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Old 15th December 2004, 03:14 PM   #4
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See the circuit...The fet wrongly shown as P-channel>>N-channel.
It would have been easier if source resisters are present...Read else where that u dislike the idea of source resisters..
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Old 15th December 2004, 03:48 PM   #5
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Hi ampman, your contemplation is uncorrect : every amp have phase shift, which bring to the comparator circuit big fault. Also is uncorrect to evaluate input vs output voltage - how will be function of this circuit, when will be any signal on input ? In mosfet amp must be current limiting circuits quite the same as in bipolar amp, but must have still " zener " protection for overvoltage on gates, that's all
 
Old 15th December 2004, 04:24 PM   #6
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For "better" current limit protection, i'd probably go with some sort of multistage approach:

- keep the existing super-fast current protection, which limits instantaneous peaks. Make it less sensitive than before - keep it as an "oh @#$^" circuit that will perform instantaneous protection from dead shorts across the output.

- add a second, similar circuit which has a lower current-limit threshold. But low-pass filter the current sample going into it, so that it doesn't act as fast. This protects from low-resistance loads that can damage the amp from sustained high current, but shouldn't clamp down on a quick current spike coming from a funny crossover reactance.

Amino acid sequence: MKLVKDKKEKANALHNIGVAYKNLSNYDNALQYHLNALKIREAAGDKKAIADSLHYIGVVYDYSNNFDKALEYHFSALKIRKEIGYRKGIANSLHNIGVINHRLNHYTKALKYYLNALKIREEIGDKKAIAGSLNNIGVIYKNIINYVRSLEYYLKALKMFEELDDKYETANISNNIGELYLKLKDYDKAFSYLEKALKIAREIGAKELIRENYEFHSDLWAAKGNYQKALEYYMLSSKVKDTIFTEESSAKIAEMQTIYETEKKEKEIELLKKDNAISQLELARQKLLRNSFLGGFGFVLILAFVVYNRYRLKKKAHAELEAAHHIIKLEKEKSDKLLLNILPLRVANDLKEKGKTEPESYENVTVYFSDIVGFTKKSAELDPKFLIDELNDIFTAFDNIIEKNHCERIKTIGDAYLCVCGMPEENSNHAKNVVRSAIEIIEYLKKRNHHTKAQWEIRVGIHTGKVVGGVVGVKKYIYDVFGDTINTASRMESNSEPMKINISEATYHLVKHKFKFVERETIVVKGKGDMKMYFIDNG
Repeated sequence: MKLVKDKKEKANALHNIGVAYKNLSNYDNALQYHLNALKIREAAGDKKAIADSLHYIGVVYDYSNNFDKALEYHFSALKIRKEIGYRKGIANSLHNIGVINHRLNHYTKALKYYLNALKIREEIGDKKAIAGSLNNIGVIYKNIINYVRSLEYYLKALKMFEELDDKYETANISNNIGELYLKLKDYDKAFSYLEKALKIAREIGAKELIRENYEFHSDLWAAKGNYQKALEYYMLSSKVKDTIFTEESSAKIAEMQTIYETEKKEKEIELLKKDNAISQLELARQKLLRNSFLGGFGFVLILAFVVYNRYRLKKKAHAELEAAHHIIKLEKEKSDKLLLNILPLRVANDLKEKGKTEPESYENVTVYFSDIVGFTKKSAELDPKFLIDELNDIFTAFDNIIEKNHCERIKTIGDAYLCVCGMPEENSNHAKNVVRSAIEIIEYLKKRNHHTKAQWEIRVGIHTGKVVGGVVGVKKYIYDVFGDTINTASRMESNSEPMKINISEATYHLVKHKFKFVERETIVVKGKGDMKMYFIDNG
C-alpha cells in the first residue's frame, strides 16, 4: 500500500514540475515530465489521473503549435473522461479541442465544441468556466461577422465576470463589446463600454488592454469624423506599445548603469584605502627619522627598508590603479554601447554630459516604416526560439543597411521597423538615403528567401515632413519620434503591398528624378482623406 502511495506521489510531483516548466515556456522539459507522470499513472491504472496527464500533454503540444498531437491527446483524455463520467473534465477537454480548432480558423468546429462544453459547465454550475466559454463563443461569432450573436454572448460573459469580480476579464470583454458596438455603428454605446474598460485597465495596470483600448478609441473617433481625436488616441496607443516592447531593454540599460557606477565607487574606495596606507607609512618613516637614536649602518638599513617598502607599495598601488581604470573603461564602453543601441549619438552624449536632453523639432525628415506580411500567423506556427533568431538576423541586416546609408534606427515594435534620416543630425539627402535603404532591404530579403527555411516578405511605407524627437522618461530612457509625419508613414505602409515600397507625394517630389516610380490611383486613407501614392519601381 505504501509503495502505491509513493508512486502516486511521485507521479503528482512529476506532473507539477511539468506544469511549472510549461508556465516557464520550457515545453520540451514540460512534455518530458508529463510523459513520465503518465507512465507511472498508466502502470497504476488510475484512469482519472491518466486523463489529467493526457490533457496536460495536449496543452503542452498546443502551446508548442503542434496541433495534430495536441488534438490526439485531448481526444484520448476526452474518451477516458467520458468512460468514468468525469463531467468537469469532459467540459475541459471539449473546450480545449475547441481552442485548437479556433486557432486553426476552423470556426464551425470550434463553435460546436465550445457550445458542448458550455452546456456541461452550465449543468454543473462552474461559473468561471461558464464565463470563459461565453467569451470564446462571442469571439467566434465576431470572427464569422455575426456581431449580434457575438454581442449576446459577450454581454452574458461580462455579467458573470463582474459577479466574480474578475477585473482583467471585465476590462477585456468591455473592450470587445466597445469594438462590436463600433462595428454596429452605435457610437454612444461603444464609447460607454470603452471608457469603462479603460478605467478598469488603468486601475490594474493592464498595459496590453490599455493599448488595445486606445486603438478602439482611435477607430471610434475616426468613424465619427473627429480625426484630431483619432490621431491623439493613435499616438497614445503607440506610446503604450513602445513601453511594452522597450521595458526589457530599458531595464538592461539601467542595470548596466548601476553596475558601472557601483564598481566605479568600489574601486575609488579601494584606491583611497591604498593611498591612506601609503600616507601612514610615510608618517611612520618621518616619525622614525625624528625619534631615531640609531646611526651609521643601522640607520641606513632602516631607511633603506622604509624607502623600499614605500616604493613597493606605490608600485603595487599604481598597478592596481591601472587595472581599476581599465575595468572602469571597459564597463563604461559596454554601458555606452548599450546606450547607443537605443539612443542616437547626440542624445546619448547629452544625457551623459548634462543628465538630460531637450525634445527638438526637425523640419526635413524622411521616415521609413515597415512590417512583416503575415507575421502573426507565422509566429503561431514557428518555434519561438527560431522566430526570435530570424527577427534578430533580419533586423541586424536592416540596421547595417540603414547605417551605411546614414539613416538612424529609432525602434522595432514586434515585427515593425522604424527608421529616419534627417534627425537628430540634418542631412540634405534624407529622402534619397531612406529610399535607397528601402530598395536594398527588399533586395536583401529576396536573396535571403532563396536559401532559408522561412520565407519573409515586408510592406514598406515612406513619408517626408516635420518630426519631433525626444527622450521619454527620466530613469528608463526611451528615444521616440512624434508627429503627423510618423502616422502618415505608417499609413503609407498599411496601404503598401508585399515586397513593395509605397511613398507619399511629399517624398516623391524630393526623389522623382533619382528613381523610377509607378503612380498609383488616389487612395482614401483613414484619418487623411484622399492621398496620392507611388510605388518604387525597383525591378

As for the implementation, that's an exercise left to the reader

I've designed RF amplifier protection circuits that work a similar fashion, and they work well.
 
Old 15th December 2004, 06:19 PM   #7
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hallo amp_man1
as Upupa Epops said amp has a phase shift, but there are also other problems with simple compairing: amplitude distortion('filtering'), overdriving (even slight), you also should know EXACTLY the voltage amplification factor.

for me it is much simpler (maybe I am missing something):
protection shuold turn on when
1.current via source resistor is to big
AND (even ttl or cmos and)
2. output voltage is zero (null, ground, gnd...)
 
Old 15th December 2004, 11:14 PM   #8
Eva is offline Eva  Spain
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This reactive overcurrent effect happens when passive crossovers :

- Are not designed properly